Practice and Re-Emergence of Herbal Medicine

Evidence-Based Potential Leads for Antimalarial Drug Development: An Insight into Classical Ayurveda Treatment

Author(s): Bidhan Mahajon, Rupashri Nath, Raja Chakraborty, Manajit Bora, Saikat Sen, Biplab Kumar Dey and Manish Kumar Gautam *

Pp: 122-134 (13)

DOI: 10.2174/9789815080414123010007

* (Excluding Mailing and Handling)


Ayurveda is not merely a branch of medicine; this is a 'knowledge system' that deals with the unremitting association between the living and its contiguous environment to maintain the state of equilibrium and health of human beings as well as the environment. Historical records suggest Malaria has infected humans since the early commencement of mankind. Human Malaria is caused by single-cell protozoan parasites present in the Plasmodium genus, which is transmitted through the bite of female mosquitoes, Anopheles. The World malaria report (WMR) 2019 estimates that globally, there were estimated 228 million cases of Malaria in 89 countries. According to the WMR 2019, India represents 3% of the global malaria burden. In Ayurveda, Malaria is well thought-out under the portrayal of Vishama Jvara (irregular), which means 'irregular' in every aspect, including- its origin, symptoms, and periodicity. This is generally involved in the rasa dhatu (nourishment tissues), and irregularly attacks the body to manifest the symptoms. Hence, even if the fever subsides, the patient feels fatigued, heavy and exhausted. These signs and symptoms of Vishama Jvara are classically reverberating with conventional malarial fever, wherein the fever subsides and reappears at fixed intervals. This feature of the fever is described in Ayurveda as Muktaanubandhitvam (reappearing at regular intervals). To date, no effective vaccines are commercially available to prevent this endemic crisis. Research-based traditional knowledge system has significantly contributed by yielding two potent antimalarial drugs: alkaloid quinine derived from the bark of Trinayanani (Cinchona tree) and artemisinin derived from the plant Damanaka (Artemisia annua L.). In the midst of increasing problems of drug resistance along with difficulties in affording and accessing effective antimalarial drugs in underprivileged areas, therefore traditional medicines like Ayurveda have become an important and sustainable source of treatment of Malaria. The present review focused on evidence-based potential leads in Ayurveda for the treatment as well as drug development for Malaria. The information from different classical texts along with research papers, including books, journals and documents of different universities and institutes, has been collected and analyzed for the evidence-based lead on different single and multidrug plant-based formulations used for Malaria.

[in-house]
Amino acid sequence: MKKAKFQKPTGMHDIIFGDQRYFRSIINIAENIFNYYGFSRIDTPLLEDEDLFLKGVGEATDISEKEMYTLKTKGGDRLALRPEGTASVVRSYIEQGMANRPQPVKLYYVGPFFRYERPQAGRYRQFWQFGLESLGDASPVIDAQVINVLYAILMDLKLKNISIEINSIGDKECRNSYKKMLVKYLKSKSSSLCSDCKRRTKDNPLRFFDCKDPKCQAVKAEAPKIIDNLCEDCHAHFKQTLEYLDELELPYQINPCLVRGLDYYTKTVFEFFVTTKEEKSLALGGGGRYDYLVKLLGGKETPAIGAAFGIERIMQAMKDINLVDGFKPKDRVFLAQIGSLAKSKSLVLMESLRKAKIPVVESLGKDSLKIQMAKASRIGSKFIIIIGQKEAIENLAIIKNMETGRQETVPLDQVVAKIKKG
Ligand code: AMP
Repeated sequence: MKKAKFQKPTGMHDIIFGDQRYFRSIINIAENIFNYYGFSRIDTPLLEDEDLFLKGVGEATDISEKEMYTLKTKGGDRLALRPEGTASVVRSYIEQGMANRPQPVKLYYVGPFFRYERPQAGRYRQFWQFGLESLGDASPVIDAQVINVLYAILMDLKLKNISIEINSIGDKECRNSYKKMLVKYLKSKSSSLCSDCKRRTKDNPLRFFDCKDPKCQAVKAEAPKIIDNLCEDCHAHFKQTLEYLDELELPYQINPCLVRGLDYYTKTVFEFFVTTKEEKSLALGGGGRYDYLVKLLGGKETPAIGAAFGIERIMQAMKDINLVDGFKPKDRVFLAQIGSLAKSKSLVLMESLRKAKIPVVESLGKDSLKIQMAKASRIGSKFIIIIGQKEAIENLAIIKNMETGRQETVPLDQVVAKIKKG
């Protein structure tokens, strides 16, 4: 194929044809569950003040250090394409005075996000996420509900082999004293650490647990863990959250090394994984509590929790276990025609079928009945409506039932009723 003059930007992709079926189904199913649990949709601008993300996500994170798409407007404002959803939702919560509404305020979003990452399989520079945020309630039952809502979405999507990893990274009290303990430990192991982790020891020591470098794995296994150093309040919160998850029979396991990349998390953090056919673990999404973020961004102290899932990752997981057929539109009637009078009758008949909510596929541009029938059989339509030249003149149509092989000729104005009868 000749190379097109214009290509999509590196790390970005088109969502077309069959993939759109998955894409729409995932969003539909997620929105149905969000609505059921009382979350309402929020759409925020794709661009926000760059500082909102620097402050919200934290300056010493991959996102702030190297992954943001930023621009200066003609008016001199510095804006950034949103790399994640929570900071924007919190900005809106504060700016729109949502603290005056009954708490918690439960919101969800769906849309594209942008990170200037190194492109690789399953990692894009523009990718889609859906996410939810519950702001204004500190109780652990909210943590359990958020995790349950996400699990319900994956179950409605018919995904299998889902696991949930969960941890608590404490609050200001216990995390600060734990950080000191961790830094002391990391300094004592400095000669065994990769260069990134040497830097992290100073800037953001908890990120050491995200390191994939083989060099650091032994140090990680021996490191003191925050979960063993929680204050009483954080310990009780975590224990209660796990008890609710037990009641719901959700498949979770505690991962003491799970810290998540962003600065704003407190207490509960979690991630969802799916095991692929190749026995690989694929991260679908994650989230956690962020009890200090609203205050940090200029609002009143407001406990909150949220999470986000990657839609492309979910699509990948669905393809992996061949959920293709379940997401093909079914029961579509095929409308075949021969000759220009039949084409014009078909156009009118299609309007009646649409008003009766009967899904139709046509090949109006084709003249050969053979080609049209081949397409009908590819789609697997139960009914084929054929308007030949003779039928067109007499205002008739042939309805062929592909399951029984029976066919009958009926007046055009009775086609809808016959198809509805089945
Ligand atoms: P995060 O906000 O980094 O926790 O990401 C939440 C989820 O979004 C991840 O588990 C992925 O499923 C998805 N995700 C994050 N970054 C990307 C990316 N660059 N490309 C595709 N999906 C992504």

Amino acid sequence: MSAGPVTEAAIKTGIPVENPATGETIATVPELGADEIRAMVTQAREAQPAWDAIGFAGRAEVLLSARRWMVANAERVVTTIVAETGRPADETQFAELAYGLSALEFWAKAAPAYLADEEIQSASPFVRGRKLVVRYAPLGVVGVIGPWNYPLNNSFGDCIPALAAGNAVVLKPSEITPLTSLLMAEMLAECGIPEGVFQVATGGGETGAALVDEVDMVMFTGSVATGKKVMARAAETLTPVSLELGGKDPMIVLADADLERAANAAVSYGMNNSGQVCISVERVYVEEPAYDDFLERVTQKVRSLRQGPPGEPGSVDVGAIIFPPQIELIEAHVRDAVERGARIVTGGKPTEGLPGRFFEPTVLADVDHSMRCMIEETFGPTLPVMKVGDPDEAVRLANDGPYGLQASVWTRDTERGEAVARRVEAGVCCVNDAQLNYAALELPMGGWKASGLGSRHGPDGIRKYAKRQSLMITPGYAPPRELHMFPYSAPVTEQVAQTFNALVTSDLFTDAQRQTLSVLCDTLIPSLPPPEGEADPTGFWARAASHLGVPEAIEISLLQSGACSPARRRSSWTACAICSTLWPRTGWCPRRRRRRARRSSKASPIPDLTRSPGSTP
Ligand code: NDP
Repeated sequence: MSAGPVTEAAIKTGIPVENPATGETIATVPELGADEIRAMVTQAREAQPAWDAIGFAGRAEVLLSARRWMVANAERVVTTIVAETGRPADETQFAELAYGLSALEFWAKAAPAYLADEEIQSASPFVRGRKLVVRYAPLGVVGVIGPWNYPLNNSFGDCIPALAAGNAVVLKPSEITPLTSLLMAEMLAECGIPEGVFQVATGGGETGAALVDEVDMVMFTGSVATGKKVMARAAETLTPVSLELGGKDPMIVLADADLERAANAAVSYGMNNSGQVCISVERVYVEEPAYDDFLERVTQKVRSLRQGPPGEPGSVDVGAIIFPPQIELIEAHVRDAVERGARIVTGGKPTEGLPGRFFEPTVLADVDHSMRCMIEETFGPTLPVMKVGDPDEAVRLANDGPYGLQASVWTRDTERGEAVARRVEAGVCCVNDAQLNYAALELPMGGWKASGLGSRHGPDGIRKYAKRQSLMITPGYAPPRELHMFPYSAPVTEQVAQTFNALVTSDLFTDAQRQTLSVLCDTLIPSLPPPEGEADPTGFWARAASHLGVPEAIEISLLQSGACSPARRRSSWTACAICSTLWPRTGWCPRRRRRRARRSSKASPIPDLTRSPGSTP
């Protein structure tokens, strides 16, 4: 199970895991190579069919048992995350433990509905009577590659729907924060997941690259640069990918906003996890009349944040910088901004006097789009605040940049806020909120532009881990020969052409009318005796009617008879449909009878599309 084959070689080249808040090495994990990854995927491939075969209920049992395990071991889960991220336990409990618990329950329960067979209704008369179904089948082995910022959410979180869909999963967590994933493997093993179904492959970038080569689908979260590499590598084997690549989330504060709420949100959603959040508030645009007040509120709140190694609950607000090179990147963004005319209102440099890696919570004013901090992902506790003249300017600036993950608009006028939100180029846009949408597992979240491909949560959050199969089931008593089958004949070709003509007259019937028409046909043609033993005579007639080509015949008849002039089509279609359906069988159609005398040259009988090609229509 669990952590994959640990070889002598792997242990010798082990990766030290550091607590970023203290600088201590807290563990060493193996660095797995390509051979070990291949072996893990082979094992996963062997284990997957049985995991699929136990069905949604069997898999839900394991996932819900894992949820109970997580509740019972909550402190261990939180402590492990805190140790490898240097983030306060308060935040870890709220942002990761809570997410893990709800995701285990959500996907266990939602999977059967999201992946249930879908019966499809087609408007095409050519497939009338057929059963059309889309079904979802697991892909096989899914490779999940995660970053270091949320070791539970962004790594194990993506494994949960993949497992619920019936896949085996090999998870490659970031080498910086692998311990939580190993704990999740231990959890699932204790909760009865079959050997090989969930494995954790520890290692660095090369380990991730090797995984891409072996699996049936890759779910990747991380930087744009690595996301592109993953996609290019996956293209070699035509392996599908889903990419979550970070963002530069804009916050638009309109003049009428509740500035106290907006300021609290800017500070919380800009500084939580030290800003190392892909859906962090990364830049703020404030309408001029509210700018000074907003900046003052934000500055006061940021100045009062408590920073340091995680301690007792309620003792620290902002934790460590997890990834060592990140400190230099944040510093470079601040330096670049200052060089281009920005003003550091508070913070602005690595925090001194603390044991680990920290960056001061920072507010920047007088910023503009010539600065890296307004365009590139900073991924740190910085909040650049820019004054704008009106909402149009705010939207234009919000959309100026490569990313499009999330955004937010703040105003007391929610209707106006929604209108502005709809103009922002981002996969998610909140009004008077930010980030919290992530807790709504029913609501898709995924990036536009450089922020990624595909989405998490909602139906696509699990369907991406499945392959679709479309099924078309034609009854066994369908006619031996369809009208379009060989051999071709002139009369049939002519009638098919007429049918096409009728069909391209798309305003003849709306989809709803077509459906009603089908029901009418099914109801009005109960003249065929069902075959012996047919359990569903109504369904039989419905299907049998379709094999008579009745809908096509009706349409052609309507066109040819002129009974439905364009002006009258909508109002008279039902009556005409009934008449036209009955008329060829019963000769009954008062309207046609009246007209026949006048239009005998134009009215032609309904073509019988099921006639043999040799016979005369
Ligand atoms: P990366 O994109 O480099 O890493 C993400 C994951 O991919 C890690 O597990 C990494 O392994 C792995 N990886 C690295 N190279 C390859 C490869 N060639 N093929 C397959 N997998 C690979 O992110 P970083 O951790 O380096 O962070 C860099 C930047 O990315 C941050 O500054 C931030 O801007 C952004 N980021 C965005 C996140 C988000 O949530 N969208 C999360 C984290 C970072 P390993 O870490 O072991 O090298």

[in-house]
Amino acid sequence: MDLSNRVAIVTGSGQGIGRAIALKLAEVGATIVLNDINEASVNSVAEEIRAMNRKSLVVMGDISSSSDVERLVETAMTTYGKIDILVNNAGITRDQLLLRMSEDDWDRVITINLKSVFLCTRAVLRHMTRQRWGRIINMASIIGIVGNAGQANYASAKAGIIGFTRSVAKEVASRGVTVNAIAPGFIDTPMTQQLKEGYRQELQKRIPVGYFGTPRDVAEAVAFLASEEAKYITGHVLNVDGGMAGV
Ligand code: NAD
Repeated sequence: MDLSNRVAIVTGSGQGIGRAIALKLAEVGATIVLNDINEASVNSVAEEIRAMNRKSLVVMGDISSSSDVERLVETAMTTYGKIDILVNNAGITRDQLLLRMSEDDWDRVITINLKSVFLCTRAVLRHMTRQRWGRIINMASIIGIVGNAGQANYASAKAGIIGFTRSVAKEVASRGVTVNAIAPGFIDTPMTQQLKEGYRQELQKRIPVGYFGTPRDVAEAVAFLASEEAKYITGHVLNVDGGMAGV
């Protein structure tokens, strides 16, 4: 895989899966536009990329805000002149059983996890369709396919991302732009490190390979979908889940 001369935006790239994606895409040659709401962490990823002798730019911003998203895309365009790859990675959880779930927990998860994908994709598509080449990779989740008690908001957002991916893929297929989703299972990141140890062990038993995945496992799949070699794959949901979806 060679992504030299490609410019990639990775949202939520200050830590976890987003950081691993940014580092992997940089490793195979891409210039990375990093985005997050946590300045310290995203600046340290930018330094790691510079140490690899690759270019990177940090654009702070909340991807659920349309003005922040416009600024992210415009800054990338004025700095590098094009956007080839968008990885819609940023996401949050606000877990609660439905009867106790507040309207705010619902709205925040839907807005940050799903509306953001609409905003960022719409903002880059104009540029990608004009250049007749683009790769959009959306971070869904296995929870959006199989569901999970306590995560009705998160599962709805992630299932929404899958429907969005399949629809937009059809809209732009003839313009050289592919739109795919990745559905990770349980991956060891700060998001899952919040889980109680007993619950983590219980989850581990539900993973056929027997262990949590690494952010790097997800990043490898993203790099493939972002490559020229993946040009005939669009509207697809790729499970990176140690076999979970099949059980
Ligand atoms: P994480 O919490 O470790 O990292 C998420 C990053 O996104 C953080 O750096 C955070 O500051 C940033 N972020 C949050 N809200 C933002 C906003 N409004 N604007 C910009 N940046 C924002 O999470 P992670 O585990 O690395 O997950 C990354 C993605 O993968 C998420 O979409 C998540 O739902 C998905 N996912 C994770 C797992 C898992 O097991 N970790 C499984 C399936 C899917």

Keywords: Malaria, Vector born infectious disease, Vishama Jvara, Traditional medicine

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